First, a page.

Then it gets even more difficult: It does little good to breed to Mr. HoHum if everybody with Mr. Wonder Stud's progeny, realizing they have bred themselves into a corner, rushes to breed that progeny to Mr. HoHum's progeny. Within a couple of generations, the breed becomes one big mix of Mr. Wonder Stud and Mr. Ho-Hum's genes, with nowhere to go from there.
Optimally, a breed should have distinct lines that descend from unrelated stock. Some subsection of each line would be bred to some dogs from other lines, but some core lines would remain free of the influence of at least one other line. Unfortunately, this scheme often requires more dogs than a breed's popularity can support. In breeds with large litters but few available homes, multiple-sired litters can produce greater genetic diversity within one litter, enabling the breeder to breed the equivalent of two or three litters with fewer resulting puppies.
Geneticists consider an effective population size of less than 500 to indicate that a species is in danger of extinction. By this criterion, most rare breeds would be considered in trouble. When a breed is endangered, breeders may be able to scour a breed's country of origin in search of unrelated dogs to integrate into the gene pool. In other cases, breeders have resorted to cross-breeding with a similar breed, a practice that is seldom condoned by kennel clubs.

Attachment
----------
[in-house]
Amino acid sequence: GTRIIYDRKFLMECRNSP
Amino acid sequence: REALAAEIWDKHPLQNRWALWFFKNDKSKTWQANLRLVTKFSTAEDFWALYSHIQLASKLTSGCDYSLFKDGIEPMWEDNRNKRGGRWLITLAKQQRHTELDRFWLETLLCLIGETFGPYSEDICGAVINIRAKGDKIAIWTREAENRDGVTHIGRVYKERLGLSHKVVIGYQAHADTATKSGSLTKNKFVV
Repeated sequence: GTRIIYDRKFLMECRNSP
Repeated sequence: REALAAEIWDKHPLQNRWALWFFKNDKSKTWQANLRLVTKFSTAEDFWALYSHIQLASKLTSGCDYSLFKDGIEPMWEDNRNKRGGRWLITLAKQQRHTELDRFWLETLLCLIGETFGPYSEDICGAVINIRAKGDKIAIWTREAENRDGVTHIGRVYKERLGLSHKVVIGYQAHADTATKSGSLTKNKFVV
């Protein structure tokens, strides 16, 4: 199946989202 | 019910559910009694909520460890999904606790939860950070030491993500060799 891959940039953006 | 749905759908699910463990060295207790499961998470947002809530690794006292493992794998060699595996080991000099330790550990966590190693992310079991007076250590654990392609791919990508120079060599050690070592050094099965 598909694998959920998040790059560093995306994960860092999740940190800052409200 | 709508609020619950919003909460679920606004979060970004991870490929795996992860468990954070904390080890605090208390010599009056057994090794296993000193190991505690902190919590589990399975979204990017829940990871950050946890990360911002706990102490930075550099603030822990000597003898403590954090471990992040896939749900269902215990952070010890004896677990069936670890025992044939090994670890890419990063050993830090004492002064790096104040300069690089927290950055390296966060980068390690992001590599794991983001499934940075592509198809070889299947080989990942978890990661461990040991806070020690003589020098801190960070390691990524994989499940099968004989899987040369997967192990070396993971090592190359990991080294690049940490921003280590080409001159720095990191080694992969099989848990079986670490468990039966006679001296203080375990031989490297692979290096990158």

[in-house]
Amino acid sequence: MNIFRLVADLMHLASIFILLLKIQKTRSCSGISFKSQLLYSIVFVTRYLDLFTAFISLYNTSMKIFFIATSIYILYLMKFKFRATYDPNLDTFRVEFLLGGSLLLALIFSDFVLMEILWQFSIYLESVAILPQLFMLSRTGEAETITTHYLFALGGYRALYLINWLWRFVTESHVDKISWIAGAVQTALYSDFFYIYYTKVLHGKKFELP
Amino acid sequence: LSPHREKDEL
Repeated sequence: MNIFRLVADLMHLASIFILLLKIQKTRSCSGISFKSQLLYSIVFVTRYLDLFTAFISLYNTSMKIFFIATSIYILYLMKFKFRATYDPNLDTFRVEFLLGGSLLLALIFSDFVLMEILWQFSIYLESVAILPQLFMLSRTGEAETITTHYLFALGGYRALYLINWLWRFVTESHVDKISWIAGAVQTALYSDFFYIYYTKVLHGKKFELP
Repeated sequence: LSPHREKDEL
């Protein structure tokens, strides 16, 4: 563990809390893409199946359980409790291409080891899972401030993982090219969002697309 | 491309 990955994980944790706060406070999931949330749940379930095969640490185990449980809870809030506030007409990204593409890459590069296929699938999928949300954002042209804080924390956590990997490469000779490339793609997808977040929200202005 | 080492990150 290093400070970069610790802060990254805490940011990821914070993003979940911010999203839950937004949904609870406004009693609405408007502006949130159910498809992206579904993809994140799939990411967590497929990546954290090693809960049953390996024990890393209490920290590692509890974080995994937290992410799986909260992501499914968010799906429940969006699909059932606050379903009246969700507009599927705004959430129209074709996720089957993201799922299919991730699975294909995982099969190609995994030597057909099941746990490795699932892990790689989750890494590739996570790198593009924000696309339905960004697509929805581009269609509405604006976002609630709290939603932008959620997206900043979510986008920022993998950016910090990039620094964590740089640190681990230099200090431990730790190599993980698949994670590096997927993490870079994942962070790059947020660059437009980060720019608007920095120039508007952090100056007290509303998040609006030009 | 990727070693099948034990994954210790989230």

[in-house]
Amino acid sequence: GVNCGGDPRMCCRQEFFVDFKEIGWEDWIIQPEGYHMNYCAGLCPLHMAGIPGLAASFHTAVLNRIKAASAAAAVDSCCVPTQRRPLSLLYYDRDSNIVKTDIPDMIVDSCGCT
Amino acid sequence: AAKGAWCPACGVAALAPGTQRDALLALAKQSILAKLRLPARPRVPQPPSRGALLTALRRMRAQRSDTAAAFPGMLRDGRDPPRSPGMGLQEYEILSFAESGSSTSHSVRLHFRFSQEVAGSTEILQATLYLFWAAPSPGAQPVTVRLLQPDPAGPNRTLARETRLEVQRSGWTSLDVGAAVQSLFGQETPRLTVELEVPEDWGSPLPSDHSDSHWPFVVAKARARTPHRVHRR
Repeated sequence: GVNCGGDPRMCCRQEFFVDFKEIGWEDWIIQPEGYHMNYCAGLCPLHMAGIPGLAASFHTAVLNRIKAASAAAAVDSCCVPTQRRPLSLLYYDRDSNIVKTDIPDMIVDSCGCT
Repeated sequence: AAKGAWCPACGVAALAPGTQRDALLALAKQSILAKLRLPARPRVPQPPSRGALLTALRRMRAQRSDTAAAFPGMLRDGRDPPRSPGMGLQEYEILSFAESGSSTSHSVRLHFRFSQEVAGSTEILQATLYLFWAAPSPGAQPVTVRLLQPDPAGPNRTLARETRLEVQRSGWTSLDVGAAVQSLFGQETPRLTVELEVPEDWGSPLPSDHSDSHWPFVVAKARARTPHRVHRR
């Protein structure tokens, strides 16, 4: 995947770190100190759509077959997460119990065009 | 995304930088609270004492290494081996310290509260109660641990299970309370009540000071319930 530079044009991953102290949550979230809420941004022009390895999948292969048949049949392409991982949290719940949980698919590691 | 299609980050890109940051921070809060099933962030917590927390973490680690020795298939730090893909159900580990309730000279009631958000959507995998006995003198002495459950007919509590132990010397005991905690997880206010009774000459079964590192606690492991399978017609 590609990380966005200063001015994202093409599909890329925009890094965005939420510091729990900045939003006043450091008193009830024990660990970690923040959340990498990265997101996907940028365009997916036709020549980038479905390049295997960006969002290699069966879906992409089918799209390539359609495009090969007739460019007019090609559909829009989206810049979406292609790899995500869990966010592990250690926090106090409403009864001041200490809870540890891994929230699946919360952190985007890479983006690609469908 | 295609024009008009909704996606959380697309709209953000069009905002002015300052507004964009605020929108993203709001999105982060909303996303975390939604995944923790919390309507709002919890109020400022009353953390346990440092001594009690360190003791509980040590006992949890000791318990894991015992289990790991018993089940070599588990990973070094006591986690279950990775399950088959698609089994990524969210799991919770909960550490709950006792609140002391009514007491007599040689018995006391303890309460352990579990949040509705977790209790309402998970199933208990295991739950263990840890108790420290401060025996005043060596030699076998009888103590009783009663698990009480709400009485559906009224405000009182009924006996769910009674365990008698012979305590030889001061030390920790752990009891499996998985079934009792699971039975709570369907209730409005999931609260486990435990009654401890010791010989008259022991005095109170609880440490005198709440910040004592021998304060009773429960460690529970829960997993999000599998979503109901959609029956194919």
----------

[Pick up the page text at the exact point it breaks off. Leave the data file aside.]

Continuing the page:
Some breeders are hesitant to incorporate genes from unknown lines. After all, what genetic problems might be lurking there? True, there is a risk of bringing in a new set of genetic problems. However, it is better to have lower frequencies of several different harmful recessives than to have a higher frequency of one single recessive.
The lessons for rare breeds are: Maintain a standard open to interpretation, so that not all breeders have the same vision. Integrate as many dogs into initial breeding populations as possible. Try to use dogs from as many divergent lines as possible. Don't give up on a line even though it may not be a "winner." Don't abandon a dog because it has one fault, especially a recessive one for which a carrier test is available. Sometimes bettering a breed means taking a backseat to winning, in order to favor maintaining genetic diversity for the generations to come.
D. Caroline Code, Ph.D., is a breeder, owner and handler of top-winning Salukis, and the author of 29 books. Send questions to D. Caroline Coile at breedersnote firstname.lastname@example.org